Our Summary of the Individual Tax Provisions of the 2009 Federal Stimulus Bill

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The American Recovery and Reinvestment Act of 2009, which was signed into law last week by the President contains many federal income tax provisions impacting individuals and small businesses. Below is our summary of those provisions which may impact the clients of Nienow & Company, LLP.

Higher education: The American opportunity tax credit is a temporary (for tax years beginning in 2009 and 2010) increase and expansion of the Hope scholarship credit (IRC § 25A(i)). It increases the maximum credit per student from $1,800 to $2,500 and extends its availability from the first two years of postsecondary education to four years. Nonrefundable under prior law, the credit now becomes 40% refundable. The phaseout range is increased from the current $50,000–$60,000 for single filers to $80,000–$90,000. The joint filer phaseout, currently $100,000–$120,000, increases to $160,000–$180,000. Expenses for course materials, such as textbooks, are added to the definition of qualified tuition and related expenses eligible for the credit.

Homebuyer’s credit: The act increases the amount of the IRC §36 first-time homebuyer’s credit from $7,500 to $8,000 and eliminates the repayment requirement for houses purchased in 2009. The credit, added by the Housing Assistance Act of 2008, P.L. 110-289, is refundable, but for homes purchased between April 9, 2008, and Dec. 31, 2008, it must be recaptured ratably over 15 years, or earlier if the home is sold. The stimulus act waives the recapture requirement for homes purchased after Jan. 1, 2009, and extends the sunset of the credit from June 30, 2009, to Dec. 1, 2009.

The amount of the credit remains 10% of the purchase price of a principal residence of a taxpayer who has not owned a U.S. principal residence in the previous three years. Recapture still applies if the taxpayer disposes of the home or no longer uses it as a principal residence within three years after purchase. The waiver of recapture isn’t retroactive to before 2009, Auerbach noted.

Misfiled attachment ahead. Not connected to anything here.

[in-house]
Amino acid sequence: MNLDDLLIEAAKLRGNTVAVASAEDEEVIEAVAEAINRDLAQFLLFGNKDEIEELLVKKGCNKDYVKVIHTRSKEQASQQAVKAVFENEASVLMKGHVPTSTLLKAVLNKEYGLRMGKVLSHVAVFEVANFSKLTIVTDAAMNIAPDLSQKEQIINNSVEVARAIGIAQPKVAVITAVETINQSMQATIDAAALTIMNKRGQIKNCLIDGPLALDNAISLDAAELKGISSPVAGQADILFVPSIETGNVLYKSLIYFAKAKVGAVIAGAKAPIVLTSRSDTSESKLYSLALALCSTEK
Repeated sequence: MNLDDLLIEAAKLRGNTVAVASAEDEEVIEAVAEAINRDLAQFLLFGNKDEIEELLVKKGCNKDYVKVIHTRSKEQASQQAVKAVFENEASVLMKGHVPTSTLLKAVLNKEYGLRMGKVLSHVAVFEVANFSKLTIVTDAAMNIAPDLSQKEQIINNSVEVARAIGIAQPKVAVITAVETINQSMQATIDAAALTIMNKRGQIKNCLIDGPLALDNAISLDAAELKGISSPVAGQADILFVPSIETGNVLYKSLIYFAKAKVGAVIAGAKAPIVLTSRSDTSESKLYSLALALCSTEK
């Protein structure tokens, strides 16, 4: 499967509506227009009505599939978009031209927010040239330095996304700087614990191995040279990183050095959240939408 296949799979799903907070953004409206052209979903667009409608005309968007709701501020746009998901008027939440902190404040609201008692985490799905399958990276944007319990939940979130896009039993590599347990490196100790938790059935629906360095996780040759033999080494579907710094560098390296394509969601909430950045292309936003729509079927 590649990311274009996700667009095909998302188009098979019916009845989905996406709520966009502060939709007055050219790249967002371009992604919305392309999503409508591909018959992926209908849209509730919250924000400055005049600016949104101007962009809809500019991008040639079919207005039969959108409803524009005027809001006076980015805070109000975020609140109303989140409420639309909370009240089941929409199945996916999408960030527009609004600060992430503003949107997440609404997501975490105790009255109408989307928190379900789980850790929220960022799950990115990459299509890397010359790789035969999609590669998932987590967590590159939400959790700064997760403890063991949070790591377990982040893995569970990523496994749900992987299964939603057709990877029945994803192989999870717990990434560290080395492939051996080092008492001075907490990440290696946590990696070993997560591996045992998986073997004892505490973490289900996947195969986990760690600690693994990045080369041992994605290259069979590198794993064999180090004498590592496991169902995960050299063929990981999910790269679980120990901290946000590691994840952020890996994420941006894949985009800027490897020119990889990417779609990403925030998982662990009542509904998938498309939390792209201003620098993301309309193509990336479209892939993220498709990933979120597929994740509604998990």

Making work pay credit: Intended to partially offset an employee’s portion of Social Security payroll taxes, this temporary credit is 6.2% of earned income up to a total credit of $400 for individuals and $800 for joint filers (IRC § 36A). It is retroactive to the beginning of 2009. It begins phasing out at a rate of 2% of modified adjusted gross income (MAGI) above $75,000 for individuals and $150,000 for joint filers.

New car sales tax deduction: Buyers of new cars and light trucks may deduct the portion of state and local sales and excise taxes attributable to the first $49,500 of the vehicle’s purchase price (IRC §164(b)(6)). This is an above-the-line deduction and is allowed against alternative minimum tax (AMT). The deduction will be phased out for single taxpayers with MAGI in excess of $125,000 for the tax year ($250,000 for joint filers). Taxpayers who elect under section 164(b)(5) to take the state and local sales tax deduction in lieu of deducting state and local income tax cannot also take the new car sales tax deduction.

AMT patch: For 2009, the AMT exemption is increased to $46,700 for singles and $70,950 for joint filers (IRC §55(d)).

Section 529 plans may buy computers: For 2009 and 2010, the cost of computers and related technology qualifies as higher education expenses for purposes of the rules governing distributions from a section 529 qualified tuition plan, as long as the beneficiary of the plan is enrolled at an eligible educational institution. Internet access charges are also covered, as well as software, so long as it’s not for sports, games or hobbies (unless the software is predominantly educational in nature).

Qualified transportation fringe benefit increase: Another reason to vanpool or take public transit to work arrived with a near doubling of the exclusion amount for a transportation fringe benefit from $120 to $230 per month (the same as the qualified parking amount) (IRC §132(f)). This higher limit is effective starting March 2009 and through 2010 with an annual inflation adjustment.

Child tax credit and other items: The act extends for 2009 and 2010 the lower, $3,000 income threshold for refundability of the section 24 child credit, meaning more of it is refundable to low-income taxpayers. Other items directly benefiting less-affluent taxpayers or those in financial distress include a temporary increase in the earned income tax credit for 2009 and 2010, a one-time $250 payment to persons on fixed incomes not eligible for the making work pay credit and a temporary exclusion of $2,400 of unemployment benefits from taxable income for 2009.

Excerpted from The Journal of Accountancy.

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